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Equinor cuts dividend by two-thirds after oil price crash

OSLO (Reuters) - Norway’s Equinor is cutting its quarterly dividend by two-thirds as part of an effort to preserve cash, making it the first major oil company to slash shareholder payouts following the collapse in crude prices.

Equinor’s decision breaks a long-standing industry taboo. For years, the world’s biggest oil companies have avoided cutting dividends come what may to keep investors sweet and instead raised debt when necessary to maintain spending.

“Equinor has already taken forceful actions to strengthen our liquidity and financial resilience under the current circumstances,” Chief Executive Eldar Saetre said on Thursday.

“In this extraordinary market situation, we have now also decided to reduce the cash dividend for the first quarter 2020 by 67%, compared to the proposed fourth quarter 2019 dividend,” he said in a statement.

Equinor’s first-quarter cash dividend will be $0.09, down from $0.27 in the final quarter of 2020, it said.

Equinor’s shares were down 2.1% at 0842 GMT, underperforming a 1.9% rise in European energy stocks.

Some investors have said major oil companies should consider cutting shareholder payouts rather than taking on more debt given how high their debt-to-capital ratios have become.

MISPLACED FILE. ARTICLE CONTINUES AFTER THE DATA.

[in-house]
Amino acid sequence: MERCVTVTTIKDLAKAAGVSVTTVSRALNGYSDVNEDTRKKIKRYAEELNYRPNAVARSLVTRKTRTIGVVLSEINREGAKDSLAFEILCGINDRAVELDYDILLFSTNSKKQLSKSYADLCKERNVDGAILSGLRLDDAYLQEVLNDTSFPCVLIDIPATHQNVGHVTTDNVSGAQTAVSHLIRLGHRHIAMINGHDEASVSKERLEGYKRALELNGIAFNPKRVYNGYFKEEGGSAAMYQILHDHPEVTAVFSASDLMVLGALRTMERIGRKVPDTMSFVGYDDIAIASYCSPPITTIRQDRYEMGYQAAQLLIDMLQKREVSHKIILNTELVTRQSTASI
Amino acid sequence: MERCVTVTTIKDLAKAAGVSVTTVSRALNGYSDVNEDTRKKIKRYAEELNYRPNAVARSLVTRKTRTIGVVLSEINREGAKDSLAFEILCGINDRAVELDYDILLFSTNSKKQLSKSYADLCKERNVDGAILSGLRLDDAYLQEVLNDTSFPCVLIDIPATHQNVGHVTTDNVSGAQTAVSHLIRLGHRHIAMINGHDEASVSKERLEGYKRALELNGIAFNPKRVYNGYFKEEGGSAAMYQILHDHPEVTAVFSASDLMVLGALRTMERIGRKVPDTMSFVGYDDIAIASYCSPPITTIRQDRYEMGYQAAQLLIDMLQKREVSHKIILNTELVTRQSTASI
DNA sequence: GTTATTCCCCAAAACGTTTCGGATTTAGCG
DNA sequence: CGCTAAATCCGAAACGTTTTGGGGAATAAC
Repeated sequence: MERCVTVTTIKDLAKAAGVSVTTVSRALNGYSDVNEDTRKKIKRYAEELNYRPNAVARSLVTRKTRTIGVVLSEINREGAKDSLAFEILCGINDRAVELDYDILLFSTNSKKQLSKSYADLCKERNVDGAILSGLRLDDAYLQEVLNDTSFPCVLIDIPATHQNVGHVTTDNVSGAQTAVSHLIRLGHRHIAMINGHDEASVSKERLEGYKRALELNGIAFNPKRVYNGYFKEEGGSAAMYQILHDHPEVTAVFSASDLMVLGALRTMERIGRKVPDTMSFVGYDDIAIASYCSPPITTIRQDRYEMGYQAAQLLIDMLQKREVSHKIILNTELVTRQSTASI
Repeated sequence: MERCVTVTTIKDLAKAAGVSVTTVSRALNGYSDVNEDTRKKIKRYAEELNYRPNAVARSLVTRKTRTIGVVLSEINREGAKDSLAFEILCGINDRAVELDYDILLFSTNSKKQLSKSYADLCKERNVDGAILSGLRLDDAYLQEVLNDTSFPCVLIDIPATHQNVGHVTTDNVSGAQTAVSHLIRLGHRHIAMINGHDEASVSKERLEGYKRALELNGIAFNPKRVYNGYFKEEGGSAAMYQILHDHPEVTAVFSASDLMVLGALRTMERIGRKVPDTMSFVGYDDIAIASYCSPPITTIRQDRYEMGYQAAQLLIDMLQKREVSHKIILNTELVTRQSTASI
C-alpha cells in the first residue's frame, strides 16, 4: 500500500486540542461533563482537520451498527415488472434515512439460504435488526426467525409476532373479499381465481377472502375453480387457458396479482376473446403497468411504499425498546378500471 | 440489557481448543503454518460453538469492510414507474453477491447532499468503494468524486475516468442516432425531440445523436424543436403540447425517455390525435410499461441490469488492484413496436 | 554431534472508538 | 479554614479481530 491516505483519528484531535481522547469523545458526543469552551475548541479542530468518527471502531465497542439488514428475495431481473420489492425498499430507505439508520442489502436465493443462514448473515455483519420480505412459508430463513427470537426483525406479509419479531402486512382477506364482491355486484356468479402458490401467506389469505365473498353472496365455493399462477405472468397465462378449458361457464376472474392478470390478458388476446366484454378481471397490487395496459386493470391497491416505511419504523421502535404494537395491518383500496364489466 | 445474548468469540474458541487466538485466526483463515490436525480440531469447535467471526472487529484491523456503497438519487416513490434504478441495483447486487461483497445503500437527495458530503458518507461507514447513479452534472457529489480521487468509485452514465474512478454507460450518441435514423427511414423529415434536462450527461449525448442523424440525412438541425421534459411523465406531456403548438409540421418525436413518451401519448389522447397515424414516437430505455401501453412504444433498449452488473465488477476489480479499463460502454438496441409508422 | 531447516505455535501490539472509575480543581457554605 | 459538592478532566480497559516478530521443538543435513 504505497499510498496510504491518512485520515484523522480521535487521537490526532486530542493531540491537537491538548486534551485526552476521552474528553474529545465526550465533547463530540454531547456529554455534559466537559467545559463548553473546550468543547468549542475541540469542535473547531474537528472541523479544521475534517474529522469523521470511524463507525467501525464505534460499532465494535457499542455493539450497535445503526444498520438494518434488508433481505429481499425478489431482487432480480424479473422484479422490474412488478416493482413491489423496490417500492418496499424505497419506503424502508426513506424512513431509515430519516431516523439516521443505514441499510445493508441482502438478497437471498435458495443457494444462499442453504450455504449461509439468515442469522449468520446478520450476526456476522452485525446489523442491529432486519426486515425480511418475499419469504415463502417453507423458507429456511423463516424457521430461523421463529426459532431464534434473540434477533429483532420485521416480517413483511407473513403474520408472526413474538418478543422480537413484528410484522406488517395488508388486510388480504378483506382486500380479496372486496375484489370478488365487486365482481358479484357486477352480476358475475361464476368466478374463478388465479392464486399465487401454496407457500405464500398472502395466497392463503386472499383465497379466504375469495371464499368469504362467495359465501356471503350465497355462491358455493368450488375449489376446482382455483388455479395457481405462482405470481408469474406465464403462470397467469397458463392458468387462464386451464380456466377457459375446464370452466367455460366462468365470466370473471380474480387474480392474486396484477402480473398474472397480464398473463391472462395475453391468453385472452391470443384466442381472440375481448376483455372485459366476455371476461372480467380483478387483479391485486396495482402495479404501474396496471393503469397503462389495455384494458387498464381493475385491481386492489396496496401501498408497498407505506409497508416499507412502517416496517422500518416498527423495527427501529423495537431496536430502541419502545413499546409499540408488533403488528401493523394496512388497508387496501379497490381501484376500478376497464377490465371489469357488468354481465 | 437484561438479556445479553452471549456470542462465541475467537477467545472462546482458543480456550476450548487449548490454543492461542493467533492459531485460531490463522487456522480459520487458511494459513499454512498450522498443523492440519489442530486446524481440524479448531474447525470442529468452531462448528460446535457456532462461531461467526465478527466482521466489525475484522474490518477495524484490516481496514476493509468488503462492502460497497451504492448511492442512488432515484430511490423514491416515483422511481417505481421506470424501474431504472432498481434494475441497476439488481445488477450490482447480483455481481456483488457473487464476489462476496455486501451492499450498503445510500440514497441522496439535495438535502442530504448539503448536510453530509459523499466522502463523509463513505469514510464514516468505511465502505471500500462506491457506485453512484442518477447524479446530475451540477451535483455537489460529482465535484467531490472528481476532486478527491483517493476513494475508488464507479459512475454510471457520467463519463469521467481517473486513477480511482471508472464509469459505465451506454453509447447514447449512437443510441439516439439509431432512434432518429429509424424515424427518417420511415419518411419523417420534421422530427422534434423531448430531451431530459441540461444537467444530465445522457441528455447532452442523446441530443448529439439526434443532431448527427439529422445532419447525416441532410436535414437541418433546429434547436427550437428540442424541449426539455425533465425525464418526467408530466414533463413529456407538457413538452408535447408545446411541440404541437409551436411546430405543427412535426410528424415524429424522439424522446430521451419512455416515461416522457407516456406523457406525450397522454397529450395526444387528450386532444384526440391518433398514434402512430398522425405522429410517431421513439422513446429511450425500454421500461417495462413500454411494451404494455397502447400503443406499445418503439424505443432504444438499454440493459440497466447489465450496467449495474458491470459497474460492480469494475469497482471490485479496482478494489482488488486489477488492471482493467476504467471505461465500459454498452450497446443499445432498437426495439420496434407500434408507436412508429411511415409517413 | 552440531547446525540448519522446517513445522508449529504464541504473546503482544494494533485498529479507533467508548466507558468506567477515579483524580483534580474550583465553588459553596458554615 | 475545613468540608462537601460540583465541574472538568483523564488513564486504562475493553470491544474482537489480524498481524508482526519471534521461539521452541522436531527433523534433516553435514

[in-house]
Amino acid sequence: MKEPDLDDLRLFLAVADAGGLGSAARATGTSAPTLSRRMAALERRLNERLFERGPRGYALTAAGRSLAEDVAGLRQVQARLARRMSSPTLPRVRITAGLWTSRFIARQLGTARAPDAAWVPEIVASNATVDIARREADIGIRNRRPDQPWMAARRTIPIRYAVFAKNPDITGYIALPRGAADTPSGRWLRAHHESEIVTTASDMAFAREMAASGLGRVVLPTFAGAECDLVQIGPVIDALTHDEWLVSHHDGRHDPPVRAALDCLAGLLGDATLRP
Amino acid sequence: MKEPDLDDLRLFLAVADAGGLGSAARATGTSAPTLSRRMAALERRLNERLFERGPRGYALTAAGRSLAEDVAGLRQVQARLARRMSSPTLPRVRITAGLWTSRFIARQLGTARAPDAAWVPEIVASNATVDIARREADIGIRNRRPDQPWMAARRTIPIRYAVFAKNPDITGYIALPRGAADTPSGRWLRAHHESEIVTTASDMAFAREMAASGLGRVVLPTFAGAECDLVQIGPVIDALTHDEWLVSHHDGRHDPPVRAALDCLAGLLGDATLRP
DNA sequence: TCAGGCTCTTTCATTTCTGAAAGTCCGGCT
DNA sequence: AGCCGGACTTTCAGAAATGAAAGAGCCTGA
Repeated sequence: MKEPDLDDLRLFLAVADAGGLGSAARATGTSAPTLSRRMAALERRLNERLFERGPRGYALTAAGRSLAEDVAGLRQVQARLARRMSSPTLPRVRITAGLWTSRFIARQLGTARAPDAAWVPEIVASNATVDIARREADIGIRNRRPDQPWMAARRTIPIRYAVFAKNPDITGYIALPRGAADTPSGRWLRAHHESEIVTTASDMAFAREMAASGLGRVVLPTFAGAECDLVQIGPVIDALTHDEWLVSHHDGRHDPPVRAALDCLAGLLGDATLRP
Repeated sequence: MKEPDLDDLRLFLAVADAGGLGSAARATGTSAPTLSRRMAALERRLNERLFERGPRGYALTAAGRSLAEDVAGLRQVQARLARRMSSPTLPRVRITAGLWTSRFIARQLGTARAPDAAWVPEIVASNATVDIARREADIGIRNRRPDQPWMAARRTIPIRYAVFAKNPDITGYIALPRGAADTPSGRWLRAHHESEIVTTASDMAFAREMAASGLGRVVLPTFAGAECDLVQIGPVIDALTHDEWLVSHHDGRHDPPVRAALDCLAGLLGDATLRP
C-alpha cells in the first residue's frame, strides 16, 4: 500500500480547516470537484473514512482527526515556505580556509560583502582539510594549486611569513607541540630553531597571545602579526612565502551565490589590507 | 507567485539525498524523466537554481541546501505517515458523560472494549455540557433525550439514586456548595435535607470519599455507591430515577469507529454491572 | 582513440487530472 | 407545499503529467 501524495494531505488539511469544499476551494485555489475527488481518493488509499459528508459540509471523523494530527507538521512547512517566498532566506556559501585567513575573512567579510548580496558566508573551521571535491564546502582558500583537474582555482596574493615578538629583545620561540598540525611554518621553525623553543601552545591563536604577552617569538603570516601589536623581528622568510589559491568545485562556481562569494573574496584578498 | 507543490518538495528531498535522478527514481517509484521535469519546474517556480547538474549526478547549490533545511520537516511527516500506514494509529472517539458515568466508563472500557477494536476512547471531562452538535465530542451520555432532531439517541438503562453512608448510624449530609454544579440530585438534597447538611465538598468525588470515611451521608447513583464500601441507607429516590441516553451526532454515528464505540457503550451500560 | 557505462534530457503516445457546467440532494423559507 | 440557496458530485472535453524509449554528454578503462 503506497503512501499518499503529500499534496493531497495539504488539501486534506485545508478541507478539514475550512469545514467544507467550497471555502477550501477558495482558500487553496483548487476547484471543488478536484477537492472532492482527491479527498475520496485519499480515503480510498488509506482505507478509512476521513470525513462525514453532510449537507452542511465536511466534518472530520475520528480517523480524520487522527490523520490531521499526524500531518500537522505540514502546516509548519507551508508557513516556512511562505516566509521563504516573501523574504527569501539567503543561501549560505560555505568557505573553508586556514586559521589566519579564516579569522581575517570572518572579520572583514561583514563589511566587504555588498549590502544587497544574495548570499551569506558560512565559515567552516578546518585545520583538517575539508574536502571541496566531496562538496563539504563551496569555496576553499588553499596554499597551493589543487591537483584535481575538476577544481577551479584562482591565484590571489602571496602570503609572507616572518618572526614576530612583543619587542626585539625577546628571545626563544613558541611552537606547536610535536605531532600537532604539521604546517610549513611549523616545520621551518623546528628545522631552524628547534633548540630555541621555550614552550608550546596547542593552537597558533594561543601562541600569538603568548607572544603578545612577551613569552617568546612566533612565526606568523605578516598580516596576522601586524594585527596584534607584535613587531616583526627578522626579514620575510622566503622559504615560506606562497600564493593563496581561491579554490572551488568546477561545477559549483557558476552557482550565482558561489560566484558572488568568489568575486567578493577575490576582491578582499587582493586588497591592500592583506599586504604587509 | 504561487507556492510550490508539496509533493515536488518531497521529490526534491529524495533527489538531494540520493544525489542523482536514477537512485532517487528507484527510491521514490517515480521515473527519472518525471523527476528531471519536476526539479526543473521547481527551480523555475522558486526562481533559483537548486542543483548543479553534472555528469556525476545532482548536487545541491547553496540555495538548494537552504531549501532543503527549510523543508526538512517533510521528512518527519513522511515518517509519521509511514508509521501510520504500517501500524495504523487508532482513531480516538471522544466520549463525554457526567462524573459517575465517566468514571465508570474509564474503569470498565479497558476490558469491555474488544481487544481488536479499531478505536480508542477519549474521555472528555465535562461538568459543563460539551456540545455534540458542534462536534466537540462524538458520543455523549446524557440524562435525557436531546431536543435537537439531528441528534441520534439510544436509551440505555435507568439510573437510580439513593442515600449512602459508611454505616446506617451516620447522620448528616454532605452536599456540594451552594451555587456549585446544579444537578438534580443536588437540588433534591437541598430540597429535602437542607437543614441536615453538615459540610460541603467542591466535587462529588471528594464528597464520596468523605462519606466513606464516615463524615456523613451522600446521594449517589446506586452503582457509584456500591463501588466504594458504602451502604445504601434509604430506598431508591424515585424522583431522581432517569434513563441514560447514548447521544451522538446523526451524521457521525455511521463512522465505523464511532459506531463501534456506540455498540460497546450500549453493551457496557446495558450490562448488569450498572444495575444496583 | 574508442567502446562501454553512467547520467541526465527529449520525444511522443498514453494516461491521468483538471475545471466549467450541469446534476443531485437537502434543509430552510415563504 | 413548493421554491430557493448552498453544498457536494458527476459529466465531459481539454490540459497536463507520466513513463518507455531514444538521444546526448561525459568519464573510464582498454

Equinor recently announced plans to cut investment, exploration drilling and operating costs by about $3 billion to help weather the coronavirus crisis, which has sent crude prices to their lowest in more than two decades. [O/R]

The company also suspended its $5 billion 2019-2022 share buyback plan last month and raised $5 billion in a bond issue on April 1.

“The purpose of the combined efforts, including a reduction in dividend, is to secure balance sheet capacity, strengthen liquidity and support continued investments in a high-quality project portfolio,” Equinor said.

“This provides for long-term competitive growth and shareholder value.”

Equinor last made outright cuts to its dividend during the financial crisis of 2008-2009. In the years following the 2014 oil price crash, it opted for a so-called scrip dividend, giving investors the option of receiving shares instead of cash.

“The move is one of extreme caution given the extraordinary market conditions rather than an expression of balance sheet weakness or credit rating pressure,” Bernstein analysts wrote in a note to clients, adding that the decision was disappointing.

If the overall macroeconomic situation improves, however, Equinor’s dividend may rise in the third quarter, they said.

The price of North Sea Brent crude hit a 21-year low of $15.98 per barrel on Wednesday, down 75% since the start of the year as demand for oil collapsed due to the outbreak of COVID-19, the disease caused by the new coronavirus.

Additional reporting by Nerijus Adomaitis in Oslo, Stine Jacobsen in Copenhagen and Ron Bousso in London; Editing by Christian Schmollinger, Muralikumar Anantharaman and David Clarke